Atlantic Richfield acknowledged Friday that it is looking for a buyer for Arco Solar Inc., the subsidiary that Arco built into the world's leading producer of photovoltaic cells after buying a small solar firm amid much hoopla in 1977.
Describing the growth of the solar market as unacceptably slow because energy prices haven't climbed nearly as high as some had projected in the 1970s, Arco said it is discussing the sale of all or part of Arco Solar with "a number of companies."
Among the potential buyers is James Caldwell, the former president of Arco Solar, who confirmed Friday that he took a leave of absence from the firm in mid-November to spend his time trying to line up investors.
Arco officials and Caldwell declined to discuss details of any such negotiations or other suitors. But they apparently include foreign interests, possibly Japanese. Caldwell said he believed a sale will be concluded "relatively soon."
Arco becomes only the latest of several oil companies to enter and depart the solar business. Exxon, Shell and Sohio have all dabbled in the potential for harnessing the sun's energy. British Petroleum, which bought Sohio, maintains an active solar business in England.
Though there was skepticism in some quarters about the motives of oil companies getting into renewable forms of energy that could eventually compete with oil and gas, Arco dispelled such doubts and became a hero of sorts in the renewable-energy community.
"There's always been the notion among some people that oil companies would buy up the technology and then sit on it," said Robert Steele, analyst at the solar marketing and research firm Strategies Unlimited in Mountain View, Calif.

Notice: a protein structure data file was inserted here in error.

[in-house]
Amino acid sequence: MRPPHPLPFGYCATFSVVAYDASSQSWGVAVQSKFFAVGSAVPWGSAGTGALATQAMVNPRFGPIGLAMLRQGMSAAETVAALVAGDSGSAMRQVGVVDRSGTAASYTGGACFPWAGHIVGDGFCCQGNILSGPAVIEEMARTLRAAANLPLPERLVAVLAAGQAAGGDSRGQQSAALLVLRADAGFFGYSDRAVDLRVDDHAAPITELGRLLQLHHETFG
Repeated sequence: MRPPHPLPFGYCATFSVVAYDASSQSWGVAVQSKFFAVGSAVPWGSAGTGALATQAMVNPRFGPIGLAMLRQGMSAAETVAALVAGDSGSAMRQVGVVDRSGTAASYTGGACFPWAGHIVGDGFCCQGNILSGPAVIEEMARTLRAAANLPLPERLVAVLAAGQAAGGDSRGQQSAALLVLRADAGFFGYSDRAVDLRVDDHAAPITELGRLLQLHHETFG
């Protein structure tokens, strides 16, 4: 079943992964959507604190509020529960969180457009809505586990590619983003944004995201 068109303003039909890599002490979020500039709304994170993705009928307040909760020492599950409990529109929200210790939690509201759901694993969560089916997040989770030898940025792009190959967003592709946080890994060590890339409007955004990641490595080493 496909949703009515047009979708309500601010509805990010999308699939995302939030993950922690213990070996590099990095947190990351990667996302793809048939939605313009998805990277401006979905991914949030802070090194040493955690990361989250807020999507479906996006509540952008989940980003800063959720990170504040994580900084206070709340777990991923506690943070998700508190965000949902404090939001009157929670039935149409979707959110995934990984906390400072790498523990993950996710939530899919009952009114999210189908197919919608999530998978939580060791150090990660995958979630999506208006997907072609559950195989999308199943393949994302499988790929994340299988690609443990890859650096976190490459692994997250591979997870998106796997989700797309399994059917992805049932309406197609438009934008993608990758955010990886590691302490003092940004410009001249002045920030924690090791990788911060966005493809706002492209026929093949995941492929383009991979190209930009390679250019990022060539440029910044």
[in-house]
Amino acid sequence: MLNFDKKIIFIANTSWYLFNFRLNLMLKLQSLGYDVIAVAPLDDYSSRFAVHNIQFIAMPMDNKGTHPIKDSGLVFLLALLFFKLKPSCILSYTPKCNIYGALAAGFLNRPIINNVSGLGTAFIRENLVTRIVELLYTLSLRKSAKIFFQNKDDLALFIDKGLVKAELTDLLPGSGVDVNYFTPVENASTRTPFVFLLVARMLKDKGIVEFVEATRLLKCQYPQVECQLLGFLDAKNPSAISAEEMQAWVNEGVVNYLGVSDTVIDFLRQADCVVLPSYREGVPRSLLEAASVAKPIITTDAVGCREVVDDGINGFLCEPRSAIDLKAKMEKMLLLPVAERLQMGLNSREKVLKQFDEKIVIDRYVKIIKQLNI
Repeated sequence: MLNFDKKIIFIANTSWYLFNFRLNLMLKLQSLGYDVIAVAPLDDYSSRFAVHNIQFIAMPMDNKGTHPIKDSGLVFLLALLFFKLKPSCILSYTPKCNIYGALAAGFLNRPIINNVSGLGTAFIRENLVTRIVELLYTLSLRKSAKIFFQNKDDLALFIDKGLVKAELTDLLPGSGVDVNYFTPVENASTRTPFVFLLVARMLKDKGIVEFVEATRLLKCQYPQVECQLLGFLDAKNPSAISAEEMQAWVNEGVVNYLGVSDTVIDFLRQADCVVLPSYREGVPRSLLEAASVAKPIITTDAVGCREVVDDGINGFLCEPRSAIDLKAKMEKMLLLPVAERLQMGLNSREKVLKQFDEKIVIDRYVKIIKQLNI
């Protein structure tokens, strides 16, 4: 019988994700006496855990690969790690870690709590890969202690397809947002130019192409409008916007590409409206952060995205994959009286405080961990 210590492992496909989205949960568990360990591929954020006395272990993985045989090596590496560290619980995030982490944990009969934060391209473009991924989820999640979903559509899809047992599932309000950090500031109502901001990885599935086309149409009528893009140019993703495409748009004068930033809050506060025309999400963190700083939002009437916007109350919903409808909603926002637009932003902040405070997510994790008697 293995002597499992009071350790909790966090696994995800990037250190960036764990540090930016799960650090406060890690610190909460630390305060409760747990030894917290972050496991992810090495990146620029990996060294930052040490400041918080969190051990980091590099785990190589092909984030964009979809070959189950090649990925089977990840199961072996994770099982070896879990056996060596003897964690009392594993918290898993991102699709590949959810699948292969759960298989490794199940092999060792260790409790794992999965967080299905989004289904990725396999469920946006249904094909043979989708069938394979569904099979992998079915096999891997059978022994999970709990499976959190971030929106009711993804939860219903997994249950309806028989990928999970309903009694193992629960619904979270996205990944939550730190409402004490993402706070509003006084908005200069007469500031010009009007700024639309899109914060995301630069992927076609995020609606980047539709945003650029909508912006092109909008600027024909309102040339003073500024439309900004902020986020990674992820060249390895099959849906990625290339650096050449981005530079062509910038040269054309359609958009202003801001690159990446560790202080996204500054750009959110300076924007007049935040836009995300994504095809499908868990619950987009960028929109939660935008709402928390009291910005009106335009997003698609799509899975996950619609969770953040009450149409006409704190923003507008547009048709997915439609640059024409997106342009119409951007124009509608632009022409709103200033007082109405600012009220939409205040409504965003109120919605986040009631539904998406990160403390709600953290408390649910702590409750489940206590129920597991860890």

"But you certainly can't accuse Arco of sitting on the technology."
A tiny part of the $17-billion oil, gas and chemical company--the subsidiary rated one brief paragraph in the company's latest annual report--Arco Solar benefited from the parent firm's infusion of cash and came to dominate what remains a small business worldwide.
In fact, Arco's proposed sale of the $30-million-a-year business--particularly the possible sale to foreign interests--has alarmed some advocates of renewable energy.
"It's a technology that's going to go the way of the VCR," said Edwin Rothschild, director of the Citizen-Labor Energy Coalition in Washington. "It's outrageous that they would think of selling it to the Japanese, of all people."
Despite Arco's leadership, the nation is already a net importer of solar thermal systems, a recent study by the General Accounting Office said. The GAO blamed cutbacks in federal funding of research and development for eroding U.S. leadership in photovoltaics technology.
Japan is strong in solar technology, both for industrial and consumer use, and boasts perhaps half a dozen companies that might want to buy Arco Solar, Steele said. Among them is Arco Solar's joint-venture partner Showa Shell.
Caldwell argued that the sale will be good for both Arco and Arco Solar because the oil company management was unable to devote the attention that the solar unit needs.
"In the final analysis, I believe this is going to prove to be the correct decision, from the standpoint of Arco and Arco Solar," Caldwell said.
"I don't believe the photovoltaic industry in this country is in jeopardy," he added.
Arco Solar has never turned a profit because of the high proportion of research-and-development outlays to sales, Caldwell said. But he said the business "can be made profitable in the short term." Up to 40% of revenues are plowed back into R & D.